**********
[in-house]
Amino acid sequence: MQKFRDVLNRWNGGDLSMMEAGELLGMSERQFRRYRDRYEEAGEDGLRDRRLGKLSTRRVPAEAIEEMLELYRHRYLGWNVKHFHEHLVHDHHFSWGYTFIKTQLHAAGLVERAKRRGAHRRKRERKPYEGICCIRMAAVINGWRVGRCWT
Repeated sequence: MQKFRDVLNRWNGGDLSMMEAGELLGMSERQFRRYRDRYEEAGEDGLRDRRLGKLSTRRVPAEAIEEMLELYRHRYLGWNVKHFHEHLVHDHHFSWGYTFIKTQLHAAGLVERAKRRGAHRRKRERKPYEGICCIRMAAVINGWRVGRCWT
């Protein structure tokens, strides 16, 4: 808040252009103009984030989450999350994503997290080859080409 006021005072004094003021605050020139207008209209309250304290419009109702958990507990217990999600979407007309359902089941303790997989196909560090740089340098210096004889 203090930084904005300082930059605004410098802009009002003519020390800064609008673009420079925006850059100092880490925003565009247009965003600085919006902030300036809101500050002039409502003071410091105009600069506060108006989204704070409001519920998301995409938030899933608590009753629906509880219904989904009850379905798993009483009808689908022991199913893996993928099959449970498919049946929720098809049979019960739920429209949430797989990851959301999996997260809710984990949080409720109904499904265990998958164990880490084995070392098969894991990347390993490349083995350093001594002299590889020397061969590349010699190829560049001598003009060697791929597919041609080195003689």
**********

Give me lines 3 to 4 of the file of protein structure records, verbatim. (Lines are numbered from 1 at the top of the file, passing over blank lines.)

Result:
Repeated sequence: MQKFRDVLNRWNGGDLSMMEAGELLGMSERQFRRYRDRYEEAGEDGLRDRRLGKLSTRRVPAEAIEEMLELYRHRYLGWNVKHFHEHLVHDHHFSWGYTFIKTQLHAAGLVERAKRRGAHRRKRERKPYEGICCIRMAAVINGWRVGRCWT
């Protein structure tokens, strides 16, 4: 808040252009103009984030989450999350994503997290080859080409 006021005072004094003021605050020139207008209209309250304290419009109702958990507990217990999600979407007309359902089941303790997989196909560090740089340098210096004889 203090930084904005300082930059605004410098802009009002003519020390800064609008673009420079925006850059100092880490925003565009247009965003600085919006902030300036809101500050002039409502003071410091105009600069506060108006989204704070409001519920998301995409938030899933608590009753629906509880219904989904009850379905798993009483009808689908022991199913893996993928099959449970498919049946929720098809049979019960739920429209949430797989990851959301999996997260809710984990949080409720109904499904265990998958164990880490084995070392098969894991990347390993490349083995350093001594002299590889020397061969590349010699190829560049001598003009060697791929597919041609080195003689």